Since the ball additionally slides across the ground after falling, it employs the rolling friction force of -2N parallel to the ball, which annihilates its rolling motion. A pair of vertical forces, such as gravity force of -2N and normal force of 2N, act on the golf ball, canceling each other.

Hence, adding up all the remaining forces, 12 + (-6) + (-2) = 4N, displays that the net force of 4N accelerates the golf ball forward.

**Read more about Rolling Friction.**

**Tug of War**

The tug of war game is based on who will apply more force than others. Suppose team A applies a muscular force of 20 N on the rope, whereas team B is applying a muscular force of 15N.

The rope also exerts a **tension force** of -10N to both ends to prevent it from breaking.

Adding up all the force acting on the rope, [(20+ (-10)) + (15+(-10)] = 15N, displaying that net force 15N accelerating the rope towards the team A.

**Read more about Tension Force.**

**Bungee Jumping**

The attached cord during bungee jumping prevents us from casualty and delivers us an exhilarating experience as it bounces back.

Suppose you jump from a height. So the gravity force of -10N acts downward to you. Then just a certain distance before the ground, the rope pulls you upward by applying an **elastic force** of 8N. After pulling upward to a specific height, the air resistance force of -8N again takes you downwards along with the rope.

Adding up all these vertical forces, (-10) + 8 + (-8) = -10N, displays that the net force of -10N accelerates you downwards towards the ground.

**Read more about Elastic Force.**

**Swimming**

When you began swimming, have you wondered how many forces act on you, accelerating you forward in the water instead of drowning? Suppose we apply the muscular force of 10N as a **thrust **on the water to move forward.

The fluid layers of water exert the **fluid friction force** of -5N as a reaction force to resist our motion in water. But these two forces are not enough for us to swim. A pair of vertical forces also act on us while swimming. The gravity force of -10N acts downward, whereas fluid layers exert the **upthrust **or **buyout force** of 8N, because of which we can swim on or inside the water.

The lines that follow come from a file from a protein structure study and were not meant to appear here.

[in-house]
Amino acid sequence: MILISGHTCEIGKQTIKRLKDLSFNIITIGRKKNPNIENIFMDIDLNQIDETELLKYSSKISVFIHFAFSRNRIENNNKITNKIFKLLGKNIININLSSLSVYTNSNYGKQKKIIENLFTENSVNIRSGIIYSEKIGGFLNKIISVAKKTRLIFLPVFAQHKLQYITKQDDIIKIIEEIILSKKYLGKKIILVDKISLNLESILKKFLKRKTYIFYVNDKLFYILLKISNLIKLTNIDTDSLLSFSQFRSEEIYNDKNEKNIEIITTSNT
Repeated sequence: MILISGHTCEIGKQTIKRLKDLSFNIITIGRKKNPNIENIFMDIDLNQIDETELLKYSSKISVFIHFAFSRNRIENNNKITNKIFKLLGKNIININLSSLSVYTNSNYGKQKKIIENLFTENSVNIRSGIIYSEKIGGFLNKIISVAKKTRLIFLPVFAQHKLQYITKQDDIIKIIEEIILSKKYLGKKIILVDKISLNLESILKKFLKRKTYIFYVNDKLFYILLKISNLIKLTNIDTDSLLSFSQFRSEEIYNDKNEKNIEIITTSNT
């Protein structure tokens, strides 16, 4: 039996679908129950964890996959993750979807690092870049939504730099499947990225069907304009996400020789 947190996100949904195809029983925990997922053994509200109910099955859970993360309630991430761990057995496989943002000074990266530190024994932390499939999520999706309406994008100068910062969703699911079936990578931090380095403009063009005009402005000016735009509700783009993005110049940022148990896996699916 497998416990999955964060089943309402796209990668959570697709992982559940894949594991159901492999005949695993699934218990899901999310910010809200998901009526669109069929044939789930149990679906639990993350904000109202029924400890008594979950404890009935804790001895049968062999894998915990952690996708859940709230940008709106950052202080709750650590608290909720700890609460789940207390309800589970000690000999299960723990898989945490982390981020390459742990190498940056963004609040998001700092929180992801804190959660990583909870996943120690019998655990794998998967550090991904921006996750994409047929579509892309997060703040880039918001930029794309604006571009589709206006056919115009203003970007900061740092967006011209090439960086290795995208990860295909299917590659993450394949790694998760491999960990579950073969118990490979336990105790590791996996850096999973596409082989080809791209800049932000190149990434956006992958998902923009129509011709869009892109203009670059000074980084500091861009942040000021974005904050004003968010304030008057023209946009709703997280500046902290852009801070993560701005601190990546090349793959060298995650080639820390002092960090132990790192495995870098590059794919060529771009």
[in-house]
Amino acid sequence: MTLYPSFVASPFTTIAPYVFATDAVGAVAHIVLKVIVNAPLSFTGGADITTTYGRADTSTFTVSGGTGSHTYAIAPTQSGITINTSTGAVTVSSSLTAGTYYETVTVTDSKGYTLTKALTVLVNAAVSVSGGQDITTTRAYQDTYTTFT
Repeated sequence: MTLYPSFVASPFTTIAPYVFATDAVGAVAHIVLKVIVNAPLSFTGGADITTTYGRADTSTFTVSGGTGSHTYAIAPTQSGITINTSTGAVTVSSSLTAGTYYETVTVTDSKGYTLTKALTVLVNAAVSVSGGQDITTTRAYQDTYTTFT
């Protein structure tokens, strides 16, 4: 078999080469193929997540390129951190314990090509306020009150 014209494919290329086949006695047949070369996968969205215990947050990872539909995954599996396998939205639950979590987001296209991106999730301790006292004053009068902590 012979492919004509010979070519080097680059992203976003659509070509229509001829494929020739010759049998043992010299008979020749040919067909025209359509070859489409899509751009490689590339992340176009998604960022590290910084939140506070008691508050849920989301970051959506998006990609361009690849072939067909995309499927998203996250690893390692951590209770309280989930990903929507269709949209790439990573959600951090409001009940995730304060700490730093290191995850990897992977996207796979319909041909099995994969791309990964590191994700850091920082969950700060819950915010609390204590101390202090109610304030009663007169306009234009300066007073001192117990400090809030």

Adding up all the forces, 10 + (-5) + 8 + (-10) = 5 + -2 = 3N, displaying that the net of 3N accelerates us forward during the swimming.

**Airplane**

Like swimming, four different forces act on the airplane from four different directions, accelerating it to move safely in the air. Suppose the airplane employs a thrust of 50N to fly forward in the air, whereas the air employs the air resistance force of -30N to the airplane.

A pair of vertical forces involves the gravity force of -40N downward and a** lift force**, a *mechanical aerodynamic force* of 35N exerted by the airplane’s motion through the air, which counterpart the gravity force.

Adding up all four forces, 50 + (-30) + 35 + (-40) = 20 -5 = 15N, displaying that the net of 15N accelerates the plane to move forward.

**Spring**

When we compress or stretch the spring from its equilibrium position, it regains its initial position once we release it. Suppose we apply a force of 20N on the spring by stretching it by the attached ball.

In reaction, the spring exerts the opposite force of -22N, restoring its original position. Adding up both action and reaction forces, 20 + (-22) = -2N, displaying that the net force of -2N accelerates the spring backward.

**Read more about Simple Harmonic Motion.**

**Long Jump**